Reaching the peak on a quiet morning can be an ethereal experience. Coming down the mountain, the park also has a disc golf course for those looking to challenge friends post-hike.

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Helen Putnam Regional Park Trails (Petaluma)

Length: Varies

Difficulty: easy/medium

While smaller than some of its counterparts, the 216-acre Helen Putnam Park offers a variety of trails to peruse. “Putnam is a great hiking place and is great for low miles,” said Paul Braa, an ultrarunner who coaches cross country at St. Vincent de Paul high school in Petaluma. “It’s very steep to get to the top, but once there, you can do a nice figure eight without much climbing.”

One easy loop involves Arroyo, South Loop, and Ridge Trails. A short two-mile route for those light days, Arroyo trail starts at the main parking lot and goes up past Panorama Trail, as well as the Savannah Trail. Continuing along this clockwise type loop, you will eventually reach a large crossroads point, where five of Putnam’s trails intersect. If you continue going straight, you will take the South Loop trail — which takes an estimable 0.6 mile loop that goes through brush and a small forest of trees.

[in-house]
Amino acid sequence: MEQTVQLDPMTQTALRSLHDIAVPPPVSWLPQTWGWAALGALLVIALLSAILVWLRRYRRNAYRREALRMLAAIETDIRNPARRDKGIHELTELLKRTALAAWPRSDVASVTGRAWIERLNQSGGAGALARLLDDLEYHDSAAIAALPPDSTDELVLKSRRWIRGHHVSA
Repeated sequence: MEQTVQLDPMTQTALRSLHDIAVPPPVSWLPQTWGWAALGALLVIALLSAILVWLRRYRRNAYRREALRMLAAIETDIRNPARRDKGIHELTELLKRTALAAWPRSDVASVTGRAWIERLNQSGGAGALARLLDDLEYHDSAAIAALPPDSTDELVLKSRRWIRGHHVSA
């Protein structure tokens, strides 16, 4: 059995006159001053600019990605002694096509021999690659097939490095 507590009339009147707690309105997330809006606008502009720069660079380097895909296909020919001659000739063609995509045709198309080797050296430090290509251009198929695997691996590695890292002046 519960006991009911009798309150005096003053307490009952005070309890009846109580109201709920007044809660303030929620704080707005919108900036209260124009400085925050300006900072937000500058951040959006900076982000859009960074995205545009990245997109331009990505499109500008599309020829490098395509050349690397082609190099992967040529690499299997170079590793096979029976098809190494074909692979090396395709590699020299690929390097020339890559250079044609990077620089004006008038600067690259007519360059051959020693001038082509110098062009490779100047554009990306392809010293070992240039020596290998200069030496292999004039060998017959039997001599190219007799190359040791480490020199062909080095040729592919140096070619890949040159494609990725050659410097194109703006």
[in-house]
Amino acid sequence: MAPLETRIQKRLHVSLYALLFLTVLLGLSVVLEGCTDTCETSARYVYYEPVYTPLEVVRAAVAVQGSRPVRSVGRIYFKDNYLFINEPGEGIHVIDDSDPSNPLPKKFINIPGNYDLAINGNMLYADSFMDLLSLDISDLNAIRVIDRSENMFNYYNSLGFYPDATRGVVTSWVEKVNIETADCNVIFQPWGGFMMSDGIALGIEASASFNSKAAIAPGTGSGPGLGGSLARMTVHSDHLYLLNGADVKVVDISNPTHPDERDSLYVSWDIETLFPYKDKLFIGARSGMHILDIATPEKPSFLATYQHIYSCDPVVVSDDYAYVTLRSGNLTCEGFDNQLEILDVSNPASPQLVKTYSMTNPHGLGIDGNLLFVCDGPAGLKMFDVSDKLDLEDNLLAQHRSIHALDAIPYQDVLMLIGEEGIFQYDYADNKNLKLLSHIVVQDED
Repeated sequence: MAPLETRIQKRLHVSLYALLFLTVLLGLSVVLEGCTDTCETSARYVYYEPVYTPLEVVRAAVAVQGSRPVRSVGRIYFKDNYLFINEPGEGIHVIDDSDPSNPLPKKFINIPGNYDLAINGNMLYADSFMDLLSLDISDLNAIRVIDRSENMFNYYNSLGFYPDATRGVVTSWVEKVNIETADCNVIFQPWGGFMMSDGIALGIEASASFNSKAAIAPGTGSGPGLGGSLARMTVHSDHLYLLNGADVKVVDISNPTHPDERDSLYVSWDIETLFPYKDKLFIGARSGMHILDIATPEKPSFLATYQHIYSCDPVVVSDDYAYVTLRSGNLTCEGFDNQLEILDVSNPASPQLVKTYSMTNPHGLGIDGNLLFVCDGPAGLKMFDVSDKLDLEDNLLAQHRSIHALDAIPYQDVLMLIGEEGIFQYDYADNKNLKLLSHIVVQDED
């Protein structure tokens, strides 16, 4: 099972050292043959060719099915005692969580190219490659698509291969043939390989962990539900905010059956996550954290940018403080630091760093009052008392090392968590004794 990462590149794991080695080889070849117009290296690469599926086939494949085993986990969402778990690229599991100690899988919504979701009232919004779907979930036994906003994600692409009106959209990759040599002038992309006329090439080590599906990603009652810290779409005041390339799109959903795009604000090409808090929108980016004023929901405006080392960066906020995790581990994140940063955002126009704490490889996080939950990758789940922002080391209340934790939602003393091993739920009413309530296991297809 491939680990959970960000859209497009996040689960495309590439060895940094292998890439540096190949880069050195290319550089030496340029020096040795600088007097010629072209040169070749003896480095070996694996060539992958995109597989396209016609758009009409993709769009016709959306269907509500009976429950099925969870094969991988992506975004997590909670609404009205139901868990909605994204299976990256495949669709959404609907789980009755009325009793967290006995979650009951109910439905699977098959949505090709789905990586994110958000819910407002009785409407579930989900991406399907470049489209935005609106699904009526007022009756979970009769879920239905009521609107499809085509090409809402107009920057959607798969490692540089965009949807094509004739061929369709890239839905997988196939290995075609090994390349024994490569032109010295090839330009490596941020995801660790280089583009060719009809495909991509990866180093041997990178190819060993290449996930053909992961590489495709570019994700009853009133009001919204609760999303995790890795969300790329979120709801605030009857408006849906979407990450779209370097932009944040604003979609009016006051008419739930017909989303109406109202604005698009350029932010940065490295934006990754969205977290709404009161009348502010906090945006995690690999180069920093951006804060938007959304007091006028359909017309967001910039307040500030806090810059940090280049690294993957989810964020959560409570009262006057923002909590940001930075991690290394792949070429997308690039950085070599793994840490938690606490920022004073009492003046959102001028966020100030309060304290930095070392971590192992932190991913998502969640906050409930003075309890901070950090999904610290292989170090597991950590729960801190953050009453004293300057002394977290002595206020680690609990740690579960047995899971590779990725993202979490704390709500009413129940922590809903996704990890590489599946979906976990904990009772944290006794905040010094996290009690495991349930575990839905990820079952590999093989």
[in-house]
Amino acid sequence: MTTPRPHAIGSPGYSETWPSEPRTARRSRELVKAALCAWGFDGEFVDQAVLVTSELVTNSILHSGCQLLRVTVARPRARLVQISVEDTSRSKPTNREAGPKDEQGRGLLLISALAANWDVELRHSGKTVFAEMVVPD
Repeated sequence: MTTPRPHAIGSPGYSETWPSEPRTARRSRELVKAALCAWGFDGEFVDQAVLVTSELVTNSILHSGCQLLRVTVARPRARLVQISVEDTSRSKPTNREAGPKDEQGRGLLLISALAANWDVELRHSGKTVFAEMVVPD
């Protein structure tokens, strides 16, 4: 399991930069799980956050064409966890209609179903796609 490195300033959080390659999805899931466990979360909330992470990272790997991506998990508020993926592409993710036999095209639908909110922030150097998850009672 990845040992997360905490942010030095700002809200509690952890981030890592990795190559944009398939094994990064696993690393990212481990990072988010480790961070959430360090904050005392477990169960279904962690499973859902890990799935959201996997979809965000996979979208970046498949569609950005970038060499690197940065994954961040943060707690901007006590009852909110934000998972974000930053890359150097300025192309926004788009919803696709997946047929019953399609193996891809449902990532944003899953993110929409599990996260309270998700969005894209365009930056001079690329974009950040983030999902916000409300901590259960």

After you finish the loop, you will return to the crossroads, but this time you will take the trail to your left and head back down along the paved version of Ridge Trail, which will take you back to the parking lot after about 0.3 miles.

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Doran Beach/Pinnacle Gulch Trail (Bodega Bay)

Length: 5-6 miles

Difficulty: medium

Sonoma County contains more than just woodland trails, and nearby Bodega Bay allows hikers and runners to get a taste of the beach. Unlike the boardwalks of Southern California, Bodega’s own Doran Beach offers a more rugged and diverse terrain to test your running shoes with.

To begin, run south along Doran Beach make your way around a rocky area where there is a cave that, depending on the tide, you can see as you pass by. After a half-mile more of running south, you will come to the trail head of Pinnacle Gulch, a hilly trail that goes for about another mile. The trail empties out onto a road that leads into Bodega Harbor. From there, enjoy the lovely view of the harbor as you run back to Doran Beach.

Melody Karpinski is the marketing manager for Fleet Feet Sports Santa Rosa and writes a monthly running column for The Press Democrat. Contact her at melody@fleetfeetsantarosa.com.